"We recognise that cost-benefit analysis is an important tool for society in determining the most effective use of resources, and in ensuring that society does not devote so much resource to one issue that it results in more harm in other areas than the benefit it creates. It is a way of assessing the proportionality of any response to a health or safety issue."
The SAGE cost-benefit calculation proceeds as follows. We simply describe here what SAGE has done, without commenting on whether it is right or not. SAGE calculates the benefits first with reference to childhood leukaemia, then considers how to extend it to other adverse health outcomes.
Assumptions about risk
To assess the benefit that reducing exposure might bring, it is necessary to make an assumption about what the risk is.
SAGE makes two main assumptions.
- It assumes that there actually is a risk for childhood leukaemia. That is, it makes no allowance for the uncertainty in the scientific evidence.
- It assumes that there is no risk below 0.4 µT but that there is a two-fold increase in risk above 0.4 µT. This is derived mainly from the Ahlbom pooled analysis
The normal risk of childhood leukaemia is 1 in 24,000 per year so the extra risk from the assumed doubling is also 1 in 24,000 per year.
On this basis, magnetic fields would cause 2 cases per year of childhood leukaemia in the UK. One of those cases would be associated with power lines, and the other with a mixture of house wiring and distribution wiring.
Value to society of preventing a single case of childhood leukaemia
SAGE starts with a value used elsewhere in society (e.g. as recommended by HSE) for the value of preventing a fatality: £1M per fatal case prevented
It then increases the value by a factor of 2 because childhood leukaemia is a particularly unpleasant disease, and by another factor of 2 because it is considering involuntary exposure to children: £4M per fatal cases prevented
For non-fatal cases, SAGE makes estimates of the serious impairment to the child's quality and expectation of life, using figures advised by the National Institute for Health and Clinical Excellence (NICE): £0.5M per non-fatal case prevented
SAGE then assumes 30% of cases are fatal and 70% are not to give an overall value to society: £1.6M per case prevented
Value to society of preventing one case per year of childhood leukaemia
SAGE follows Government advice to discount future benefits. It uses the Government's figure of a discount rate of 3.5% per year for the first 30 years and 3% after that. It also assumes the value society places on preventing cases of disease increases by 2% per year. Finally, it considers a period of 50 years.
This gives: £50M per case per year prevented
SAGE applies its cost-benefit analysis to several of the options it considers, but the main issue is around the "corridors" option, so that is the one we consider here.
SAGE says there are two main financial costs of introducing "corridors" (SAGE also lists non-financial consequences).
- Land within the corridor that has not yet been developed but where there is an expectation of future development loses value because that development cannot now happen. SAGE estimates the cost of this as £1-2bn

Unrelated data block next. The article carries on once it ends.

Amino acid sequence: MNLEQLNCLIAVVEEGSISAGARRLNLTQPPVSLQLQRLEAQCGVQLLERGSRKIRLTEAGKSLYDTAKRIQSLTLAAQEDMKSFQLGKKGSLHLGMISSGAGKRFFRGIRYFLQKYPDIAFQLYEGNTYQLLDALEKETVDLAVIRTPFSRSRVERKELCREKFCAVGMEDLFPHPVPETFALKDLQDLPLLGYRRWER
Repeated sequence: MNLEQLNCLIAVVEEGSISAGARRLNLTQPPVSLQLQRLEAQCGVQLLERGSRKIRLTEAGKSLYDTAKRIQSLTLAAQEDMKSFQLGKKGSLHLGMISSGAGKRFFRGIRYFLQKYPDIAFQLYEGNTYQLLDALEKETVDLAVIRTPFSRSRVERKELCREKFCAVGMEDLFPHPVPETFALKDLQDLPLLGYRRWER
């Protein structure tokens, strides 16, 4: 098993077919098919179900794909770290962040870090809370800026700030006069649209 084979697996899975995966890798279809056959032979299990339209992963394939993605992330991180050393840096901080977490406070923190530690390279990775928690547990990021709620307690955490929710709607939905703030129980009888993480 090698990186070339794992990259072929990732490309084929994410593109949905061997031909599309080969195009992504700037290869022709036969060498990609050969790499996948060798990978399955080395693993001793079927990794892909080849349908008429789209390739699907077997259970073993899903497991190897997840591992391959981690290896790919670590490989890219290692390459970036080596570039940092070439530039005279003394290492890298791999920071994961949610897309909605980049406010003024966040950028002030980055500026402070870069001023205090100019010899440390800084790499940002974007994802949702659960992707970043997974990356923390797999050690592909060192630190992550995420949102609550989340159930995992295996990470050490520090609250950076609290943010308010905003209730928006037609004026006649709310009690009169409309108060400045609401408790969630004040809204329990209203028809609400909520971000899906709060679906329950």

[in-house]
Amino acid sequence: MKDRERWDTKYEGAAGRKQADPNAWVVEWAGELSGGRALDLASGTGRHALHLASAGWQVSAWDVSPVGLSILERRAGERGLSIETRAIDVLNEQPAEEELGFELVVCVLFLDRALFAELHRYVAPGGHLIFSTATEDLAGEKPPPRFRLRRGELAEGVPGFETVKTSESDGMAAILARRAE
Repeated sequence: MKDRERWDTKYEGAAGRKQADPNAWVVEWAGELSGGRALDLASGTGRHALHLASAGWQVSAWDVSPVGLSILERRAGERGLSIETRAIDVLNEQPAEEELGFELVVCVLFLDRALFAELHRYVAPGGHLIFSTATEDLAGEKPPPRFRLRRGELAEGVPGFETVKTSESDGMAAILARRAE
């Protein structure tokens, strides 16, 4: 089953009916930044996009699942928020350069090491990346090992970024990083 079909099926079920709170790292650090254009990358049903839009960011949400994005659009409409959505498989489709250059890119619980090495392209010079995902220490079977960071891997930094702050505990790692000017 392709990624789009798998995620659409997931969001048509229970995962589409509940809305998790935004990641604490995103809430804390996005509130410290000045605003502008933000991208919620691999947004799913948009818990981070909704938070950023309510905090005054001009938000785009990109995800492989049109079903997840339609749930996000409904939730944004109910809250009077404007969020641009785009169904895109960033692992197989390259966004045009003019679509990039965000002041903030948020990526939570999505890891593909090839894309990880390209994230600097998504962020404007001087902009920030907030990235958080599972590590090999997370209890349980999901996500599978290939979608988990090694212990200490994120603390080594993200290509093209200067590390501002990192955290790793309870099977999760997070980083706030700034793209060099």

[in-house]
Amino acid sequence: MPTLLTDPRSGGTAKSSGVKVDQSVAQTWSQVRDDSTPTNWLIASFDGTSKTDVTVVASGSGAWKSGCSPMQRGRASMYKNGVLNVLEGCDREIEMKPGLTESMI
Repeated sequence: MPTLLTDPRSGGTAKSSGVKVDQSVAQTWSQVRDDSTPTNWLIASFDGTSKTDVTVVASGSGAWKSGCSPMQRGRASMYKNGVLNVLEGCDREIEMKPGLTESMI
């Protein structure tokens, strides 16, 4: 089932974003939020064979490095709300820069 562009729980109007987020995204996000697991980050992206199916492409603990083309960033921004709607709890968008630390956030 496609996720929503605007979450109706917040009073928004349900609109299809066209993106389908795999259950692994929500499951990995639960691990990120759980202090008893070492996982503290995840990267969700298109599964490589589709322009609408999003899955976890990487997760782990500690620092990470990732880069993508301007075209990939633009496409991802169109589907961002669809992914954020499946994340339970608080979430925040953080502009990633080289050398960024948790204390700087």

- Existing homes within the corridor or close to it may lose value as living near a power line is seen as less desirable. SAGE considers this at length and concludes there is a lot of uncertainty as to what the effect on property values would be, but it estimates the cost of this as £0-2bn
In both cases, SAGE calculates the cost to society as a whole. In some cases, the landowner or homeowner would receive compensation, in some cases they would not, but SAGE just calculates the total cost.
Comparison of costs and benefits for childhood leukaemia
SAGE assumes that the entire future homebuilding programme near power lines, which would otherwise take place but would be prevented if "corridors" were introduced, would add between 50% and 100% to the number of homes already near power lines. That is, under the assumptions that SAGE chose to make which includes the assumption that magnetic fields actually do cause childhood leukaemia, the "corridors" option would, in the fullness of time, prevent 0.5 - 1 case of childhood leukaemia per year.
Therefore, SAGE concludes:
- Cost of introducing "corridors": £1-2bn
- Benefit of introducing "corridors" (for childhood leukaemia): £25-50M
Health effects other than childhood leukaemia
SAGE also considers alternative assumptions, that magnetic fields might cause adverse health effects other than childhood leukaemia. In this case, it says the benefit "could be a hundred or so times larger".
Expressing these figures "per home"
The calculation so far has considered the total cost and the total benefit to the UK. SAGE also presents the same calculation a different way, in terms of the cost and benefit per home removed from the magnetic field.
For costs, the total figure of £1-4bn is to introduce corridors which would prevent an estimated 25-50,000 homes being built. Therefore the cost per home is £20k - £160k.
For the benefits, the calculated value to society is £50M for preventing one case per year of childhood leukaemia. There is a 0.45 chance that a child lives in any given home, and, on the SAGE assumptions, the risk they are removed from when the house is removed from a field of 0.4 µT is 1 in 24,000 per year of getting leukaemia. So the value to society per home removed from a field of 0.4 µT is £50M x 0.45 x (1/24,000) = £1k
Therefore SAGE presents the cost-benefit calculation for corridors as:
- Cost per home removed from a field of 0.4 µT: £20k-160k
- Health benefit per home removed from a field of 0.4 µT on the "WHO/HPA" view of the science and assuming magnetic fields above 0.4 µT do cause childhood leukaemia: £1k
- Health benefit per home removed from a field of 0.4 µT on the "California" view of the science: perhaps a hundred or so times larger